Research shows that more than half the population choose their desired destination for vacation based on the food of that place. Now, before coming to the islands of Turks and Caicos, I knew very little about the island’s cuisine. My limited knowledge assumed that the food would be similar to other Caribbean islands, which mostly consists of locally available resources, such as tropical fruits, fresh seafood, rice, and some veggies.
During my stay in Providenciales, the largest commercially developed island, I booked a Taste of TCI Food Tour online. Mrs. Sheniqua, the proprietor of the tour company, picked me up from my hotel at 11am, and we were off to conquest some of the culinary treasures of the island.
Sheniqua gave me an overview of the day, which restaurants will we be going to, and what we will be tasting there. As we drove around the island, she also pointed out sites of important significance, such as the original transportation sailboats, and ground for Thursday Fish Fry.
Our first stop is a small casual restart, Fresh Catch, centrally located at the Salt Mills Plaza. Sheniqua claims this is her favorite place for creamy conch chowder. The art to cooking conch is to harvest it, and eat it right away, Weather you are making conch salad, conch fritters or conch chowder, it will taste more flavorful and less rubbery. Fresh Catch also offers a Wednesday night seafood buffet for only $30 per person.
Next stop was Mr Grouper, who has received many awards for the best fish in town. The grouper we had was fried and had a nice crisp from the flour, bread crumbs and spices. It was served with baked macaroni and cheese pie, which was flavored with onions, spices, and light cheese, unlike its American counterpart.
Bendiciones near the airport was a Dominican Shack serving both Dominican and TCI dishes. We tried the chopped lobster in bell peppers, with okra rice, and fresh salad. The ambiance was not much, but the food made from the heart.
Walking into Bugaloos island restaurant, I was greeted by Mr. Berlie “Bugaloo” Williams, himself standing in the garden. He was elderly, and walked with a stick, but he still held his fort everyday. Bugaloo started catching conch and made his truck into a Conch Shack. The concept caught on and he became well known all over the island. Now, he has a funky establishment, right at the waters edge. Guests come in to soak their feet in crystal clear waters, walk on the soft sandy beaches, grab a Laval Flow or Rum Punch, and munch away on the most talked about conch platter on the island.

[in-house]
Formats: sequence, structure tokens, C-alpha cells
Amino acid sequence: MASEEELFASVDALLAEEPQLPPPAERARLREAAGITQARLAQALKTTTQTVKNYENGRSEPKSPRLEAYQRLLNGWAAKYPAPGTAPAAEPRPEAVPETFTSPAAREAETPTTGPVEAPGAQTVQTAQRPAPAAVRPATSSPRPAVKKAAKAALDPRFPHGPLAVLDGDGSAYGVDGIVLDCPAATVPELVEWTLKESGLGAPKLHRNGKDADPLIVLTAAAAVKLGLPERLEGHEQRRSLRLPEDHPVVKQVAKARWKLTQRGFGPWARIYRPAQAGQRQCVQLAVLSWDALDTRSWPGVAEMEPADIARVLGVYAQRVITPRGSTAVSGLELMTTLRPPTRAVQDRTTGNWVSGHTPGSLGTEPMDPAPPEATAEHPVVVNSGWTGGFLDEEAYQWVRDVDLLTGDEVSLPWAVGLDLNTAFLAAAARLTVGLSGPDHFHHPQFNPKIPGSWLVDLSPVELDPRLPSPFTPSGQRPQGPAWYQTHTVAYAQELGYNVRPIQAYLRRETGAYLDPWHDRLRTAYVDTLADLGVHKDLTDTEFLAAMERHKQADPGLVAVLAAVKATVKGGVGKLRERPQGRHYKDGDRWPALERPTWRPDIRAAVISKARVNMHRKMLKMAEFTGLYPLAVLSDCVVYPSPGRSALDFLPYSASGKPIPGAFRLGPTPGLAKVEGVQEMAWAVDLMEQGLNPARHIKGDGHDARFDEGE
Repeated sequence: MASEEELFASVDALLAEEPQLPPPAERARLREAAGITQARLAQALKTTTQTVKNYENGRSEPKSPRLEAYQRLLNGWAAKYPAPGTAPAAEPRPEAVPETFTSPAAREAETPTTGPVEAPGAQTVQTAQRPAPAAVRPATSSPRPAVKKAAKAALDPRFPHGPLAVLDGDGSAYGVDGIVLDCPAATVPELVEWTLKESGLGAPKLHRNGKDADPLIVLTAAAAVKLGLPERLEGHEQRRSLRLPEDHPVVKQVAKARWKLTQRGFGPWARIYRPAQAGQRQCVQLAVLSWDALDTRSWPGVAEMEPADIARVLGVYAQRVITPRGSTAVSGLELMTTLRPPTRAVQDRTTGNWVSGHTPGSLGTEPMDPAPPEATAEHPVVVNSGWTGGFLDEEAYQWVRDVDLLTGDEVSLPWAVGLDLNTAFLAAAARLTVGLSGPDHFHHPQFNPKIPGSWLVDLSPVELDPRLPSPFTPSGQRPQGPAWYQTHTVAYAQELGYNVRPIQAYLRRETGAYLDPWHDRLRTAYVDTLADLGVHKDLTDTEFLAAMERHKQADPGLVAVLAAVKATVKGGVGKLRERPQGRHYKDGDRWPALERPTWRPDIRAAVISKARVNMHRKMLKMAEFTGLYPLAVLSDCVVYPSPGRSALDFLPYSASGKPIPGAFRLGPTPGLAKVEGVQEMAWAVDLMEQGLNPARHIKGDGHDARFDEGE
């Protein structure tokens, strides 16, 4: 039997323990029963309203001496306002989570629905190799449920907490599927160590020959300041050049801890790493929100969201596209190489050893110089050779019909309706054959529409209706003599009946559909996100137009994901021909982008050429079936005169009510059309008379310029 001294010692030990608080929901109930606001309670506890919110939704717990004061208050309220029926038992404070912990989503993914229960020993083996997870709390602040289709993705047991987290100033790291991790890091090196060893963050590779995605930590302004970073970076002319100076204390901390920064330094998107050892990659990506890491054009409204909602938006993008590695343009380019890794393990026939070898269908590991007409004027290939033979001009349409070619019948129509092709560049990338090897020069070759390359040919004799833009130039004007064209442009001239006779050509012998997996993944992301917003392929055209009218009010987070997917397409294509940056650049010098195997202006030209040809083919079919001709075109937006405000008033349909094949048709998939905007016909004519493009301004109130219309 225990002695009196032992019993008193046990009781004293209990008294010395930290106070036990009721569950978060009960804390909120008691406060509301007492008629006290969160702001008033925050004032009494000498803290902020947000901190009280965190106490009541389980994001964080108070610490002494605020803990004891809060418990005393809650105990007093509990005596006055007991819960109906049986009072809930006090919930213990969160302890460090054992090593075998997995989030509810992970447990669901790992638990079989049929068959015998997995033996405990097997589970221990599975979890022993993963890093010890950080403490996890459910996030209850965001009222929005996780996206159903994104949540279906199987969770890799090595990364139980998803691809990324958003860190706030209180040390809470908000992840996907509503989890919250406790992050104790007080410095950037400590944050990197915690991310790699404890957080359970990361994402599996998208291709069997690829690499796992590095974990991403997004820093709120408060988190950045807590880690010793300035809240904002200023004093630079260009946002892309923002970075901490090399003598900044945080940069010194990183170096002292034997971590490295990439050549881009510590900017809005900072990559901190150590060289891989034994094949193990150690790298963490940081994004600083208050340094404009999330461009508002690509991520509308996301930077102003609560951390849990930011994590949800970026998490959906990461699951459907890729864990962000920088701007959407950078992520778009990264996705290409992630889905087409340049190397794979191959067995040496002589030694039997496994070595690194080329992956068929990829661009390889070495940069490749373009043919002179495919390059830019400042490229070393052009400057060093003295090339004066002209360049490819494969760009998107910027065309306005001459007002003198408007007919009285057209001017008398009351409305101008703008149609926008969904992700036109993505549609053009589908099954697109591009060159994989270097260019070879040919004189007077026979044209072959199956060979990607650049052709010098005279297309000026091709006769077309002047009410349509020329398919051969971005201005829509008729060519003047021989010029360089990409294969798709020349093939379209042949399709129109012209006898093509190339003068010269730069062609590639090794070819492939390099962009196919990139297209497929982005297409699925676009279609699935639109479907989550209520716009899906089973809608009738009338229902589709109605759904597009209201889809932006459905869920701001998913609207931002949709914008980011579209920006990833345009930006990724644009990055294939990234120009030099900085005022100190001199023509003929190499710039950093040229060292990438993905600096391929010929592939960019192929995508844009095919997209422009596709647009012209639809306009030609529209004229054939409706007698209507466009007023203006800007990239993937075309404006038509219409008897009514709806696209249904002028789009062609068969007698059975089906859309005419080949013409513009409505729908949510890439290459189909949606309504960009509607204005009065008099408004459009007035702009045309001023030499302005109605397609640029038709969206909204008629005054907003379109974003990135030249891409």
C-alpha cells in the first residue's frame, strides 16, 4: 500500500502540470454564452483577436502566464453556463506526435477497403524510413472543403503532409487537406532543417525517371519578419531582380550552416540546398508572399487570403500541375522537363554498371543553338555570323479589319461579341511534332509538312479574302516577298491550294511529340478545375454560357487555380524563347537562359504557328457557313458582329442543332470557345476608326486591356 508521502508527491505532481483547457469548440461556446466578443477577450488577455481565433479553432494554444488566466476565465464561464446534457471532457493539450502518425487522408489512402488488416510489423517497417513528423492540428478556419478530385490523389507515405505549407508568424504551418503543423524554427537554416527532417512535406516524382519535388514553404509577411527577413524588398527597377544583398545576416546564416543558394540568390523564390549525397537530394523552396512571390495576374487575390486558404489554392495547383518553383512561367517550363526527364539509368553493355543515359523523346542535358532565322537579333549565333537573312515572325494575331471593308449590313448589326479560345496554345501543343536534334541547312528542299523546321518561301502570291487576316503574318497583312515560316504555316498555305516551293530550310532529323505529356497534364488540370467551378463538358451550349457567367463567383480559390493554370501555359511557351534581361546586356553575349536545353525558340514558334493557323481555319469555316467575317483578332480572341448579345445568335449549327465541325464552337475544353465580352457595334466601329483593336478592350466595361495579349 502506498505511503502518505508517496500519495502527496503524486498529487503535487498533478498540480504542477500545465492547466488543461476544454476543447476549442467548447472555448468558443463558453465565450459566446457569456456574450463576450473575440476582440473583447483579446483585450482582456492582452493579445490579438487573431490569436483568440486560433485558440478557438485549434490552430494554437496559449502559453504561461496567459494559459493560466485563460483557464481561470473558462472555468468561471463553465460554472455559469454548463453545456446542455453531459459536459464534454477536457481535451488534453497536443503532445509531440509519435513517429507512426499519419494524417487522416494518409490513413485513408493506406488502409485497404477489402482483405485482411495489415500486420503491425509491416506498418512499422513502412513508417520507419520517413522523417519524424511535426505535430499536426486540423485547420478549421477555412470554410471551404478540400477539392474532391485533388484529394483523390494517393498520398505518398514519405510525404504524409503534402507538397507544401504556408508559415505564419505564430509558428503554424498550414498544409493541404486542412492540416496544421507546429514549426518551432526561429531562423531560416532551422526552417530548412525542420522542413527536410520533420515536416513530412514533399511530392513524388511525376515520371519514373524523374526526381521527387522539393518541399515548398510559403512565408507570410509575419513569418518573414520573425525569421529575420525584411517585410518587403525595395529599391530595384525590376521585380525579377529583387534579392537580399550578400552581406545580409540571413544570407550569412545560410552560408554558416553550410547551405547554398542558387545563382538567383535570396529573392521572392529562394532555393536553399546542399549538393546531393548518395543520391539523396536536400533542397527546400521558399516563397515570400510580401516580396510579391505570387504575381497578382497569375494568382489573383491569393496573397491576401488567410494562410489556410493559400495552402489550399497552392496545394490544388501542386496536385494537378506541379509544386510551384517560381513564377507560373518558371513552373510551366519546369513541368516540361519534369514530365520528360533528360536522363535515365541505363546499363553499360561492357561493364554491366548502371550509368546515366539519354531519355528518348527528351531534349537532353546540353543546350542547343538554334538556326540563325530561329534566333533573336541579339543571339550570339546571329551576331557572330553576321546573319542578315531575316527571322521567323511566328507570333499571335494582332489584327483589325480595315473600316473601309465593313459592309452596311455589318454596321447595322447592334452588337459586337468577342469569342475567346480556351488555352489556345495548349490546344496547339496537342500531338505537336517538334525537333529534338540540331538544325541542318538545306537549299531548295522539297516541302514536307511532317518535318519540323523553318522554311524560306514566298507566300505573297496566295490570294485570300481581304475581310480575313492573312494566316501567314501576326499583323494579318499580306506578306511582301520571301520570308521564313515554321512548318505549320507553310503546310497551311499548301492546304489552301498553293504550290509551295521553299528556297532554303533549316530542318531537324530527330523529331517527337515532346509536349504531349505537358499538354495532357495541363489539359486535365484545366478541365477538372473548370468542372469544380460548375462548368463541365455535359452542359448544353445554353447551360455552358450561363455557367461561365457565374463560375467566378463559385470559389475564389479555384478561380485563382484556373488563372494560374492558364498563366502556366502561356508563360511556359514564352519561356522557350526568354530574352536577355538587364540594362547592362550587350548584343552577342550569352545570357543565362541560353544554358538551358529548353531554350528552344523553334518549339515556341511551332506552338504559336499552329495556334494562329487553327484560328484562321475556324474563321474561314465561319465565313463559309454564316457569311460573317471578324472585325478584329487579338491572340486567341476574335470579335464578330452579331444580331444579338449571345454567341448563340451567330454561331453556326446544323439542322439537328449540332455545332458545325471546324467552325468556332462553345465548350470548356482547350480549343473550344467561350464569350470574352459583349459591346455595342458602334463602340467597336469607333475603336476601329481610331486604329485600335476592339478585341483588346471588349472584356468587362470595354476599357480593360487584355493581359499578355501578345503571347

Our last stop was for drinks and dessert. Flavors of the Turks and Caicos (aka FOTTAC) is a great place to buy locally made rums, beers, cakes, hot sauces, jams, teas and more. We do a little rum tasting of Bambarra Coconut Rum, 2 Year Old Silver Rum, and 8 Year Old Reserve Rum. I end up taking a bottle of the Reserve Rum, and 4 boxes of the most delicious Bambarra Chocolate Rum Cakes homes. They didn’t last very long!
Food tours are an educational and entertaining way to get to know the history and culture of the destination. I recommend doing the tour during your first or second day, so that you gain familiarity with the local dishes and restaurants. Then you will know exactly what to order during the rest of your stay.
The Taste of TCI Food Tour is a 3 hour walking, riding food tour visiting 5 locations that are native Turks & Caicos Islanders favorite spots to enjoy great food. Tickets are $99 per adult and advanced booking is required. The mix of restaurants picks changes regularly based on Sheniqua’s latest finds.
~ This tour was sponsored by Taste of TCI Food Tour.